Thursday, December 28, 2017

Fifteen Great Picks from 2017



Each week on Mondays and Thursdays, someone from our faithful CWD blog team uploads a blogpost - sometimes it's inspirational, sometimes a story of writerly struggles or triumphs; sometimes it's funny, other times it's serious or both; sometimes the post reminds us why we write and for who, other times it gives practical tips - on writing, marketing or getting published. Always, it's the result of thought, research, experience, passion, creativity.

The CWD Admin team would like to give our blogteam a huge thank you for your contributions throughout 2017 (and over the years).

As we near the end of 2017, we thought we'd honour our bloggers' contributions with a pick of 15 blogposts that have inspired us this year. Out of over 100 posts, it wasn't easy to choose and there are many other posts equally deserving of notice. We have a wealth of information and inspiration on the blogsite - accessible on multiple subjects and themes.

We hope you enjoy this selection from a rich smorgasbord of offerings.

1. Like Waiting for Rain in a Drought - Paula Vince

... Julia Cameron, who helped several creative people break out of their non-productive ruts with her book, 'The Artist's Way.' She suggests that longing for fame feels a bit like waiting for rain in a drought. 'We keep squinting toward the horizon, jealous of our luckier neighbours and dissatisfied with our own condition,' she says. Her words gave me funny images of Elijah asking his servant, 'Can you see anything yet?'

Can you imagine this? After several fruitless looks, the young man replies, 'Yes, there are a couple of new reviews on Goodreads and a slight increase in your Amazon sales ranking.'  Read more ...

2. Confessions of a Frustrated Reader - Jo Wanmer

I've read more books this year than in any other year of my life. Exhausted, I've looked for easy, light reading. I've dropped every free women's christian fiction ebook onto my kindle. I've read, or partially read most of them.

Confession 1. My phone is my favoured reading tool. (See pic on right) It's light, portable and convenient. It saves the page for me when I fall asleep. Read more ...

3.  So Many Writers, So Many Stories - Jo-Anne Berthelsen

I remember attending my first ‘writery’ event at the NSW Writers’ Centre in 2004 and wondering what I was doing there. How did I ever think I could write a book worthy of publication? Everyone seemed so much more knowledgeable about the whole writing endeavour. Everyone seemed so much more confident and talented. Everyone seemed so much ... er ... well ... younger! Read on ...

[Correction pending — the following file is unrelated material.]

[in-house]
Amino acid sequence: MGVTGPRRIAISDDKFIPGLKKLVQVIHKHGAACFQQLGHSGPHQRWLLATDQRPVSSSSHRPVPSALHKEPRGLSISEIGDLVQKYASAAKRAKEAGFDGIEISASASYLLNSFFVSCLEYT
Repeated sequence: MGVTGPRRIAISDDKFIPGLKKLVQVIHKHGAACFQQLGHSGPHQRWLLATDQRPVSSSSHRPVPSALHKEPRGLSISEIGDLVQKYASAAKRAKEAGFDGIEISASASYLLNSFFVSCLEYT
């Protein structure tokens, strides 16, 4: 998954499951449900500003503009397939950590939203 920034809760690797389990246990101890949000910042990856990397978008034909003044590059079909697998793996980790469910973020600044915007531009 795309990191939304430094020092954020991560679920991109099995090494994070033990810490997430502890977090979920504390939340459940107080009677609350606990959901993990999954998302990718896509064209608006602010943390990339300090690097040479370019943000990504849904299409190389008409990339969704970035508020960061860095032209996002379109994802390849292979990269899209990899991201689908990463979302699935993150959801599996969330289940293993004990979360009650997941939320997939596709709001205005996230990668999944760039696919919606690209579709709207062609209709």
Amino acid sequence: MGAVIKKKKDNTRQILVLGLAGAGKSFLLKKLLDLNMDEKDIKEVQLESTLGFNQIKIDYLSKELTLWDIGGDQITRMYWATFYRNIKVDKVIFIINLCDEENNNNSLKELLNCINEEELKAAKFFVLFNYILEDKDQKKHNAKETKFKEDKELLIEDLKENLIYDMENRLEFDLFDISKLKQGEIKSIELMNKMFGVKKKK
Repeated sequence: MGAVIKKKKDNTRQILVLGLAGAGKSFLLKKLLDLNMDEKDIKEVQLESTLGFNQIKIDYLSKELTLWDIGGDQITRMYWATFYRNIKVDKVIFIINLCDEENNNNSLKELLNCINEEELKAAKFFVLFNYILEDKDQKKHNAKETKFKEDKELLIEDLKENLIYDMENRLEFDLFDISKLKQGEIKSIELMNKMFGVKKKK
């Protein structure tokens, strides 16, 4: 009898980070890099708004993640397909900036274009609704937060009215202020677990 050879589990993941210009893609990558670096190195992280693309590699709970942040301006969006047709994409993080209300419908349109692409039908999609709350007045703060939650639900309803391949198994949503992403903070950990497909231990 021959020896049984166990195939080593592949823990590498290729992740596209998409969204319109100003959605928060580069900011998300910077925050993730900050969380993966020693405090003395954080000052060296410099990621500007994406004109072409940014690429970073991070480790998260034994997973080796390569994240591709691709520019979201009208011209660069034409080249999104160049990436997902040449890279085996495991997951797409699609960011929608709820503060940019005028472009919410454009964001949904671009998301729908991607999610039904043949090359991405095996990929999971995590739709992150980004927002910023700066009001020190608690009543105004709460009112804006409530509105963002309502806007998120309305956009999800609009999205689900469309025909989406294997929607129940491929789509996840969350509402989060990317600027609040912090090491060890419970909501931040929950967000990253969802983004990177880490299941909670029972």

4. Pinterest: A Thousand Words - K A Hart

... As I’ve grown older, it’s become harder to create those worlds. Worlds need to make sense. They need to have a purpose and I’ve become limited by my own experiences. I now need to write things down or the ideas become lost in the everyday rush and often, those thoughts written into words don’t fully capture what I’ve imagined.

That’s when I discovered PinterestRead more ...

5.  The 'Do Unto Others' of Marketing - Nola Passmore

Corrie Ten Boom ...  thanked God for these wonderful hosts, but also credited her parents with planting the seeds of generosity. All throughout her childhood and into adulthood, their home was open to anyone. There was always an extra place at the table, a word of encouragement and an open ear. Corrie later reaped the benefits of her family’s hospitality. Read more ...

6. From tiny seeds...Omega Writers grew –  Ruth Bonetti

Once upon a time, back in the past millennium, a publisher scattered seeds amongst Brisbane writers. Offering a free seminar–with lunch– to attract new authors, Open Book’s John Pfitzner was swamped by responses. Intrigued by familiar faces there I wondered: What if we got together on a regular basis to encourage and support each other? I sent an open invitation to meet in my garden and discuss.

This 1991 mustard seed of Omega Writers has rooted and bourgeoned strong branches. Read more ...



7. Benefits of a Writers Group - Janelle Moore

... As well as being part of this large body of writers [like Christian Writers Downunder], I am also a member of a small local gathering, Quirky Quills which consists of seven of us. For any of you that aren’t connected with a small group I would encourage you to join one if at all possible.

I joined Quirky Quills almost a decade ago, and without these ladies, I certainly wouldn’t be where I am today. In fact if it weren’t for the Quills, I still wouldn’t have put pen to paper. Read more ...


8.  Cheese Hunting - Sue Jeffrey 

I recently read one of those Facebook memory posts. You know the type. Here's something you posted two years ago; why don’t you repost it?

I chose not to repost. Not because it wasn’t relevant. It was very relevant. In fact I could have written it this week. I didn’t post it because a) no one would want to hear it again and b) I found it confronting. Read more ...

9. The Writer's Triathlon - Jeanette O'Hagan

'Everyone has a book inside them' or so they say.

Yet most people don't write a book and many who start one never finish it. Finishing a book - a creative non-fiction memoir or self-help book, a novel or a book of poetry - writing or typing 'The End' on the last page of your magnus opum is a great achievement, a wonderful feeling.

Yet in many ways, that is just the beginning. Rather than a sprint, writing is more like a marathon, a mountain climb or, to be even more accurate, a triathlon. 'How so?' you ask. Let me explain. Read more ...



10. Treasure in Unlikely Places - Anusha Atukorala

One cold wet Monday recently, I opened my front door to a lean, lanky young man. “Come in” I said with a smile. He walked inside, his arms laden with shopping bags.